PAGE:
Dual energy imaging enables material decomposition and requires attenuation measurements with at least two
different energies. Today's clinically available implementations use two separate exposures, at a low and high
tube voltage (dual kV). Photon counting x-ray detectors (PCXDs) are an alternative technology that takes
advantage of an x-ray source's broad spectrum by counting the number of transmitted photons at each energy
from a single exposure. The richness of the information contained in these measurements can depend heavily on
the detector's energy response, itself dependent on count rate. We compare the material decomposition precision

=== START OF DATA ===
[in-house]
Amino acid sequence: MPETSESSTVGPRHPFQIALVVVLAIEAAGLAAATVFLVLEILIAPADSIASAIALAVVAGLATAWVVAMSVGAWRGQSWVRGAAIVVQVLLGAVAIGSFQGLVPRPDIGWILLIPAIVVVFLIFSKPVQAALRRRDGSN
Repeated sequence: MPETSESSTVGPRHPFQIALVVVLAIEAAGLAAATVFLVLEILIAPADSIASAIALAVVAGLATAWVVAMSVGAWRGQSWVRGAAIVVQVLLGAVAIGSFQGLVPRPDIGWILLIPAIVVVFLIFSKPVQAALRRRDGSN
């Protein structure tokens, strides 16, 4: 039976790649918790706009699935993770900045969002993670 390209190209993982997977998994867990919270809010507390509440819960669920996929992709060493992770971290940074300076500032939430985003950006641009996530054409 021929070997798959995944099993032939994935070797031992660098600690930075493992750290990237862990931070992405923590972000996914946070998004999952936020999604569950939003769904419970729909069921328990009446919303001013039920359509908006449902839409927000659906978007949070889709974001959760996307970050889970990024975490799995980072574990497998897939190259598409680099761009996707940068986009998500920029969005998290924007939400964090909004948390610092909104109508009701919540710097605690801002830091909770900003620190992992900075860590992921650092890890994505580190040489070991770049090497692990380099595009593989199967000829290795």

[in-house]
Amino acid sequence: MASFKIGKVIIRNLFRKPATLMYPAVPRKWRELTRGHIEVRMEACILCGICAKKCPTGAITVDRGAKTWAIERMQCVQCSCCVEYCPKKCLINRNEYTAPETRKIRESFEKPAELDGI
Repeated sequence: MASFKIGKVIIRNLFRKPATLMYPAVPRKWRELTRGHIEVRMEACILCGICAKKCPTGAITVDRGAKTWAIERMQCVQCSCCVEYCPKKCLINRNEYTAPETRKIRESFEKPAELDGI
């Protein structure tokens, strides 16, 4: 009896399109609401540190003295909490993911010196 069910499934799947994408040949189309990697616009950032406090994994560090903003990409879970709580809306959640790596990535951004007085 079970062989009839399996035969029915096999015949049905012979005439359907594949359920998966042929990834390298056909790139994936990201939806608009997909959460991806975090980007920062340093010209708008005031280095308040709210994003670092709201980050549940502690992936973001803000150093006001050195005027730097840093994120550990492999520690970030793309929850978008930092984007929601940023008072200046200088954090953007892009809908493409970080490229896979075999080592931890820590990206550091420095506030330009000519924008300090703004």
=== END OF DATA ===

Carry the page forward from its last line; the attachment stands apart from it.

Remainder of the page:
of dual kV with energy integrating detectors to that of realistic PCXDs.
We model the three primary effects that degrade PCXD performance: count rate limitations, energy resolution,
and spectrum tailing. For example, the high flux rates required for clinical imaging pose a serious challenge
for PCXDs. The Cram´er-Rao Lower Bound is used to predict the best possible material decomposition variance
as a function of these detector imperfections. For dual kV and photon counting, we determined the optimal kV,
mAs, and filtration for a broad range of imaging tasks, subject to dose and tube power constraints. We found
that a well-optimized dual kV protocol performs on par with the estimated performance of today's PCXDs.
For dual kV protocols, it is helpful to increase the energy separation between the spectra by increasing the
kV separation and adding filtration. For PCXDs, the detector's count rate capabilities must be increased and
the spectrum tailing reduced for photon counting to become a competitive technology at the high intensities of